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Electric cars & global balance of power

Red Tesla 3

An anecdote has it that during the Industrial Revolution, electric cars lost to petrol over the range of travel — many cheap workers had to be transported to the factories and back, from rural areas. Electric transportation didn’t work outside of big cities, hence production & research focused on the more universal combustion engines.

Fast-forward 100 years, electric cars are back, and with no intent to be a seasonal hype. Because this time, the geopolitics are different.

Look at the numbers: Venezuela (25% of GDP from oil sector), Saudi Arabia (50%), Canada (7%), Iran (19%), Iraq (70%), Kuwait (60%), UAE (40%), Russia (20%), Libya (25%) and Nigeria (35%) are the Top 10 countries with proven oil reserves.

On the other hand: USA, EU, China, Japan and India are the Top 5 oil consumers. Notice how these lists don’t overlap at all.

Moreover, 71% of U.S. oil consumption is used for transportation — that’s cars and planes, mostly. The figure is probably similar for the rest of the Top 5 consumers. Now, guess what this list is: China, USA, EU, India and Japan?

Top 5 electricity producers. That’s right, the countries that consume the most oil, also produce the most electricity — and do so virtually without oil*.

Here’s where it gets interesting. Electric cars are not green — the energy required has to come from somewhere. But electric cars allow to diversify the source of that energy. Today, to drive a car you need oil, and that’s it. Tomorrow, electric cars will “drive” on anything from coal, solar, wind, natural gas to uranium or thorium — whatever the power plants use.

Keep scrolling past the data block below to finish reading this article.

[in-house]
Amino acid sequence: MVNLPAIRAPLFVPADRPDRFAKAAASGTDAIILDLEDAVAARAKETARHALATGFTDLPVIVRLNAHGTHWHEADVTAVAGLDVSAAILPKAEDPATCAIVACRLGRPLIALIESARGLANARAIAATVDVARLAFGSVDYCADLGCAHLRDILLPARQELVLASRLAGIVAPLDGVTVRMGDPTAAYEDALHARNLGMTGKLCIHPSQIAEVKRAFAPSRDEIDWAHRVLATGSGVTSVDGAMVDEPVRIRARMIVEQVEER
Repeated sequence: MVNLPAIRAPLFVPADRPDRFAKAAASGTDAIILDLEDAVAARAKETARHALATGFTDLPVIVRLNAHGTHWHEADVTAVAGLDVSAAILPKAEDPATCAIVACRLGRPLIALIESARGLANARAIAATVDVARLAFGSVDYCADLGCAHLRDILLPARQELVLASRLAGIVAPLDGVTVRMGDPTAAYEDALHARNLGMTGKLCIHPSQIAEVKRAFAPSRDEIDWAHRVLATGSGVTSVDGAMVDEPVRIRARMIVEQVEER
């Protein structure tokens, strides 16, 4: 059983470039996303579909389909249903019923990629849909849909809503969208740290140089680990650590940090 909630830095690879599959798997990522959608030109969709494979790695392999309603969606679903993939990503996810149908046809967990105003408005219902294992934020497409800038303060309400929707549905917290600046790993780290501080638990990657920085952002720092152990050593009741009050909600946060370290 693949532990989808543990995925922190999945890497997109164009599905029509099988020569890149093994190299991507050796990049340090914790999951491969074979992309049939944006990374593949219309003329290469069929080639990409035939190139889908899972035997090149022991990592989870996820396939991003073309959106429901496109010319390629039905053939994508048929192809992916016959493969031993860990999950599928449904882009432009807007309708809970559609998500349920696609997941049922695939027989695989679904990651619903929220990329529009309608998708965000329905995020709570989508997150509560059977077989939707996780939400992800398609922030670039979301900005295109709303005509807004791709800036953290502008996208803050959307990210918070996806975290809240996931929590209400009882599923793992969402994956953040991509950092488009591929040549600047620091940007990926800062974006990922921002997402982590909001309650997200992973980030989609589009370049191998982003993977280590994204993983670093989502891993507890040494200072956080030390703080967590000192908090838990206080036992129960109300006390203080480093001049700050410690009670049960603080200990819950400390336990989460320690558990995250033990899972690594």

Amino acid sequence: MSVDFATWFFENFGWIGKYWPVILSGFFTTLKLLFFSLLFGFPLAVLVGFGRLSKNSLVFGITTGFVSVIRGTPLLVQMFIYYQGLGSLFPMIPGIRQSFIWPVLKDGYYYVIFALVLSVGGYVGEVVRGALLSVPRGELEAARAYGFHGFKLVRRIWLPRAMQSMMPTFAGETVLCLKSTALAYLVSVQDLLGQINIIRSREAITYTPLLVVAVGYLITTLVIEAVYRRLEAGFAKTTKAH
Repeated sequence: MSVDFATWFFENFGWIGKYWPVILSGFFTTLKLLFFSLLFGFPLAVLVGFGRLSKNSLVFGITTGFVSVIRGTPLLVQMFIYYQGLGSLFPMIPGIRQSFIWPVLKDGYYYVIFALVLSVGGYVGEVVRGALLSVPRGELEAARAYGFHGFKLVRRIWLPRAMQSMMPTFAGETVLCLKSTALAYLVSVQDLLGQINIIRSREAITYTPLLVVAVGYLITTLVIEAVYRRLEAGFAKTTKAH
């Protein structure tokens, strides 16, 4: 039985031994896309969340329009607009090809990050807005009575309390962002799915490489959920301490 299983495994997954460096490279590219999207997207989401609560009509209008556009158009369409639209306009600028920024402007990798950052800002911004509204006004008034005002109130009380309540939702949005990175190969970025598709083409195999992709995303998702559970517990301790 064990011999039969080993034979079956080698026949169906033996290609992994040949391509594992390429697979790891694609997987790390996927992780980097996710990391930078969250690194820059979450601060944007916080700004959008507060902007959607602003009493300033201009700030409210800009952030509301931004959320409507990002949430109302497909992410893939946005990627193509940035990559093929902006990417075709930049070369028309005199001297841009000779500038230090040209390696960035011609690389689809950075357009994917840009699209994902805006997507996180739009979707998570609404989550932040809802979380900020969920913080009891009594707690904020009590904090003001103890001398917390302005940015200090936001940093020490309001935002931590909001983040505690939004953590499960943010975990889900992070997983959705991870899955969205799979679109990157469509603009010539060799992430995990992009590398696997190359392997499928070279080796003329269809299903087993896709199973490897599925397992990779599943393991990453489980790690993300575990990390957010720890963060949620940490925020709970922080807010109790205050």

If the electric car revolution continues, the Top 5 consuming countries will become less and less dependant on oil imports. The delicate energy symbiosis between the West and the OPEC will end and the petro-dollars will vanish. And that will change everything, for everyone — for better and for worse.

* Even though still low, Japan is an exception, with 10% of its electricity generated using oil, according to 2018 data. The rest of the Top 5 produce less than 1% electricity using oil.

By Marek Foss

I graduated Oxford University Computing Laboratory in 2008 and since then have been a full-stack lead on many projects, in different technologies. Myself, I like to code with Perl, run on Debian & Nginx, design with Adobe Creative Cloud and manage remote teams, but overall I always apply whatever gets the job done. I like to learn new things all the time!

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